Single air trips involving two separate tickets have always been a problem, but starting next year, three airlines will make it worse.
Delta, Hawaiian, and US Airways have announced that they will no longer transfer checked baggage to/from other lines on flight connections that use two separate tickets. Previously, big airlines would generally accept checked baggage on many two-ticket trips without the need for you to claim and recheck at a connecting point.
This service was always limited to airlines that have "interline" agreements -- typically, the big "legacy" lines -- but now several lines say "only if both flights are on our line." They even exclude transfer to partner airlines in the same alliance.
Normally, you don't face this problem: If your itinerary requires a connection, you buy one through ticket. But in a few cases, you do better with two separate tickets:
As far as I can tell, no airline contracts of carriage deal specifically with this issue. Acceptance of two-ticket baggage on different airlines has been a policy rather than a commitment.
Apparently, however, the three lines have decided to quit doing this, which means you'll have to claim your baggage and recheck it -- and recheck yourself -- at the connecting airport.
And claiming and rechecking can create a major hassle: Typically, even on a domestic flight, you have to exit security, claim your bag, then go through separate security and check-in lines at your connecting airport. On an international connection, you'd have to exit security, process through incoming immigration, claim your bag, get in a check-in line, re-enter security, and maybe pass through exit immigration before catching your connection.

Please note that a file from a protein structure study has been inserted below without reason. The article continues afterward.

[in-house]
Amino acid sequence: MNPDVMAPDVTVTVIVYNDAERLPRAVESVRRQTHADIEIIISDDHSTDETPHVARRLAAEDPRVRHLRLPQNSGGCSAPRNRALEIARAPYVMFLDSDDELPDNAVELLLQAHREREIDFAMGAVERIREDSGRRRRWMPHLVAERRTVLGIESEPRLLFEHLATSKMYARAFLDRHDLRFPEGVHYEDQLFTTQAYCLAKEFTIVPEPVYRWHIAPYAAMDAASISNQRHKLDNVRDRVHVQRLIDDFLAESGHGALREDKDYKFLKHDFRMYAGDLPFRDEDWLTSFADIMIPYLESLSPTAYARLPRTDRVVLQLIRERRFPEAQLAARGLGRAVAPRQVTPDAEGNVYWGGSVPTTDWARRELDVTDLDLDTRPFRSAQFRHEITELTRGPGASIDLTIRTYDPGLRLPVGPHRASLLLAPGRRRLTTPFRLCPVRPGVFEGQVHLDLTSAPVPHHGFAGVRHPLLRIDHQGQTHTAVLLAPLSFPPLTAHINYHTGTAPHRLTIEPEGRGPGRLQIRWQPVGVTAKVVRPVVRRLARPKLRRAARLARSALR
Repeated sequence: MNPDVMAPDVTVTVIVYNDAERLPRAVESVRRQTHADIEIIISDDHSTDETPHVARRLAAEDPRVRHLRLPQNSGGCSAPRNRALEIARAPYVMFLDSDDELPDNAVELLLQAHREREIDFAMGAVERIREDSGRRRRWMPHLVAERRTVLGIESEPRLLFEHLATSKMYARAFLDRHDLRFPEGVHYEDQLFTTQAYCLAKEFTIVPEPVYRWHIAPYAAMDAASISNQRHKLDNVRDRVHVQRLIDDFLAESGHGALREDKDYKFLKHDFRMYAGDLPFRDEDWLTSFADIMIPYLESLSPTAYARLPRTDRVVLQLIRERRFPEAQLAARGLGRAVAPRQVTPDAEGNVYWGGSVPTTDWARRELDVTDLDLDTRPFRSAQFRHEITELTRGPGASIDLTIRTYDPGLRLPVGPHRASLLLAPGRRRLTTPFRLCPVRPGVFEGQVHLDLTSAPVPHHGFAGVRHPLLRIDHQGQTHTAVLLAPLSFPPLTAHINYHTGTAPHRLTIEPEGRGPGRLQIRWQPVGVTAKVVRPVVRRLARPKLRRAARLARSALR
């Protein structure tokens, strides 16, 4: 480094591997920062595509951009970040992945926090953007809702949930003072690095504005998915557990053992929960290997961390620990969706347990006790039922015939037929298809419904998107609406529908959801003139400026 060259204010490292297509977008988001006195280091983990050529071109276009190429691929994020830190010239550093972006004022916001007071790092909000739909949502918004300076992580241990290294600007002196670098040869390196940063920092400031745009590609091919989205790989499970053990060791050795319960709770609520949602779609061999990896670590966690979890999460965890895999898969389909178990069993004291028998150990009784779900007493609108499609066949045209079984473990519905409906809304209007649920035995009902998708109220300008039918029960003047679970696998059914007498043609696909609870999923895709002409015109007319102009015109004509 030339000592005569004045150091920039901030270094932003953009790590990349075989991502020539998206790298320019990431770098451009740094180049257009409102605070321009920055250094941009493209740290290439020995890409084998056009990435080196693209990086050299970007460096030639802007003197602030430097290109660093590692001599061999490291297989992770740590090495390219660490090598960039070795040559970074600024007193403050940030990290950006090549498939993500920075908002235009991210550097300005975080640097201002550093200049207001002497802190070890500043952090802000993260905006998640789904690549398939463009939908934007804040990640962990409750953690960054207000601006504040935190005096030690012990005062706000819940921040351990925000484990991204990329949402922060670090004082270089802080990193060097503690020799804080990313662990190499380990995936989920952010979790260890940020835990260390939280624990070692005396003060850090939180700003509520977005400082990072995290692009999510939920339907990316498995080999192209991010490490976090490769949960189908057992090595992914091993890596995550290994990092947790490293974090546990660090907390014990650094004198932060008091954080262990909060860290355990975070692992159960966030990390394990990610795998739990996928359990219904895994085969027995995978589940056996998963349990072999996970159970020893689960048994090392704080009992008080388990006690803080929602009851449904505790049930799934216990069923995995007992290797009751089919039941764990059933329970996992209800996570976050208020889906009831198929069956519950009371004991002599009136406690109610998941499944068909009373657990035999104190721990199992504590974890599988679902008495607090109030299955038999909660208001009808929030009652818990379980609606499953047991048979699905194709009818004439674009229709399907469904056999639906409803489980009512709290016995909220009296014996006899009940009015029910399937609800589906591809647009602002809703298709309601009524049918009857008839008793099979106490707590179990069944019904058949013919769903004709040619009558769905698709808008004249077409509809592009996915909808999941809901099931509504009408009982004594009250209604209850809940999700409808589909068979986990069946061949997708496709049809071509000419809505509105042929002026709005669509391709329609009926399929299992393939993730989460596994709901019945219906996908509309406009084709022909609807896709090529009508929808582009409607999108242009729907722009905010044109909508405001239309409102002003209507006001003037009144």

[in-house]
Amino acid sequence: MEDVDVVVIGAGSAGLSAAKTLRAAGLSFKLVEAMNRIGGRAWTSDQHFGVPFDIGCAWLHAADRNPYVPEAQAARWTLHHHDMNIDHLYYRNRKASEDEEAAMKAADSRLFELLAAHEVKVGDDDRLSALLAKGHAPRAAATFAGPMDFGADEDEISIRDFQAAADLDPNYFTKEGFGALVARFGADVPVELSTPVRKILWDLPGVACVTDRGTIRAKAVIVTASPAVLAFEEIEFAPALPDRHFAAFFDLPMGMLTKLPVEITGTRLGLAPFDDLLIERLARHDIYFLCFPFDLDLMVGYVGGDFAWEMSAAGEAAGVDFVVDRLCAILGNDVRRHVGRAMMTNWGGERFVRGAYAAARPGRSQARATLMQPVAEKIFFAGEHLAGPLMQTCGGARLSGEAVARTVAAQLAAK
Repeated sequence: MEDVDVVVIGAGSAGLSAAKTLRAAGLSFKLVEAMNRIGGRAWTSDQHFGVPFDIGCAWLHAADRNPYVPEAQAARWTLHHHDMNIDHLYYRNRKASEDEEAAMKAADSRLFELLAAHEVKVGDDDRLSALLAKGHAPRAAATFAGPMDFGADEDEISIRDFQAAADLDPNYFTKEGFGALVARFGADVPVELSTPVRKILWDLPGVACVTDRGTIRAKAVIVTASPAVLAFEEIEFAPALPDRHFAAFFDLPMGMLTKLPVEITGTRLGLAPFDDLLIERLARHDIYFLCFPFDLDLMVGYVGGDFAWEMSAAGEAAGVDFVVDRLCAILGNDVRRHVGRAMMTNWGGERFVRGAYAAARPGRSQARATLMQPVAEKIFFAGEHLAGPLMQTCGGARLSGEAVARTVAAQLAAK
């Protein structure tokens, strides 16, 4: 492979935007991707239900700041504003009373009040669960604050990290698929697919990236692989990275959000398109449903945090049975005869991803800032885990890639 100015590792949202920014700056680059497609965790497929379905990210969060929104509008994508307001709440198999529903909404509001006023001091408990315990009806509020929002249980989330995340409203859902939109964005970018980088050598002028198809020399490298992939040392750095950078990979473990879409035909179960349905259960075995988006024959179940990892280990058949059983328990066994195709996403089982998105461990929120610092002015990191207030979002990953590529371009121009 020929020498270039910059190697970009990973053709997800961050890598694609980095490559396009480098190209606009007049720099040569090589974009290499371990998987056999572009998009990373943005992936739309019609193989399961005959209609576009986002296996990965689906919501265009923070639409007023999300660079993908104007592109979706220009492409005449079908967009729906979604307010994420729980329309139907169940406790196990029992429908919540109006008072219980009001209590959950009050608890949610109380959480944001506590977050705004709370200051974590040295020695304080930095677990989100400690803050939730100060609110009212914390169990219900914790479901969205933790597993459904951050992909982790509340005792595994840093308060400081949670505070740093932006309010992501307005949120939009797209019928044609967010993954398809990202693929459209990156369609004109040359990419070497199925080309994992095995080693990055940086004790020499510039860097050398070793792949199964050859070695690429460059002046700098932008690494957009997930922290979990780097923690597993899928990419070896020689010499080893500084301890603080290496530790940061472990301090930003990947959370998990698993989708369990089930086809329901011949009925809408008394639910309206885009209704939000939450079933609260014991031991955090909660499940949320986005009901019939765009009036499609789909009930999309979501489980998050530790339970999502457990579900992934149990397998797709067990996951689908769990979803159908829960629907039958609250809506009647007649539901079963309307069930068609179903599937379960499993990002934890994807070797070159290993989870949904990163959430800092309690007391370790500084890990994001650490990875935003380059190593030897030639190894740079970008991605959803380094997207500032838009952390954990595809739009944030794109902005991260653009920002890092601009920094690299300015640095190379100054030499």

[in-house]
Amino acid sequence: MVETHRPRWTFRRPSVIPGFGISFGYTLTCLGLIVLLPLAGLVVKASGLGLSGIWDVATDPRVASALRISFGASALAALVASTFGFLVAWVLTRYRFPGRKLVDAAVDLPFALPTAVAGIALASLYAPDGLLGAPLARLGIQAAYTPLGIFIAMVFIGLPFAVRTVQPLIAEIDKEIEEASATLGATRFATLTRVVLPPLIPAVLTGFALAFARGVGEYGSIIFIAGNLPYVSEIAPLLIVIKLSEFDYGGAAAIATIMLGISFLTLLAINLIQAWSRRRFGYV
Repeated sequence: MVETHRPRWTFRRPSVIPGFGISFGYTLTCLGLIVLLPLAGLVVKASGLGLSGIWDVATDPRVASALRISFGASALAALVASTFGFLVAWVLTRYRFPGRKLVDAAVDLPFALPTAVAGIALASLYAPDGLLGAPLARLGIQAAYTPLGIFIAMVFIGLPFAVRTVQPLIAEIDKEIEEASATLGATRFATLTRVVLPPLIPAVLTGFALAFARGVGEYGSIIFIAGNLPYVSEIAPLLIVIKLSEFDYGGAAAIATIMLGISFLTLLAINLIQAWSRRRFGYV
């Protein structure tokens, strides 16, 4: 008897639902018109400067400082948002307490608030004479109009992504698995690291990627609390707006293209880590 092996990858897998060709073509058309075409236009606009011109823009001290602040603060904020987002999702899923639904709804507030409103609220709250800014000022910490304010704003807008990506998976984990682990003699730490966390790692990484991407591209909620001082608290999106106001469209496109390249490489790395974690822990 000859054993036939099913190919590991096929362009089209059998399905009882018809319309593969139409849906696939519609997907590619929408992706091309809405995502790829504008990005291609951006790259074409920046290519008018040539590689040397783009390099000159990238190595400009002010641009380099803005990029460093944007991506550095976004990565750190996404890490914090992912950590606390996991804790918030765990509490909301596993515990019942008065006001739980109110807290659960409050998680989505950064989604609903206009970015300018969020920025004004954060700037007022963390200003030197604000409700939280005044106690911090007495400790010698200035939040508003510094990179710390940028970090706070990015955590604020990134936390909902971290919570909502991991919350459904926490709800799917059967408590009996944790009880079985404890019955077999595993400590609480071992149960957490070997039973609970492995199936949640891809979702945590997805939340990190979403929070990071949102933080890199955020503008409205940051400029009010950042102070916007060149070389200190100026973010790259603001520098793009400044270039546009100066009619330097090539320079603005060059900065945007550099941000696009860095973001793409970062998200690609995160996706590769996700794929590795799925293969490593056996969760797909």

Two-ticket itinerary problems go beyond just baggage. On a two-ticket connection, if a late first flight makes you miss your connection, the second airline treats you as a no-show. That could mean having to buy a new ticket at a much higher fare than you originally paid.
In my experience, even airline personnel are not well informed about two-ticket policies. On a recent two-ticket trip, a check-in agent told a traveler I know that he couldn't check his bag through to another legacy line. The traveler finally asked to see a supervisor, who said, "Sure, we can do that."
However, a couple traveling from Scotland to Quebec City on an itinerary that started on British Airways connecting to Air Transat in Paris, had a BA agent tell them that they could check their baggage through, but when they arrived in Paris, British Airways didn't transfer the baggage. So the couple had to wait to claim their bags, then schlep them to a different terminal. By that time, their flight had left, and they had to wait overnight for the next Air Transat flight, which went to Montreal rather than Quebec.
The lessons here are clear: Avoid two-ticket connections unless they provide a big advantage. And, if you can't avoid them, allow at least four hours connecting time.
Contact Ed Perkins at email@example.com.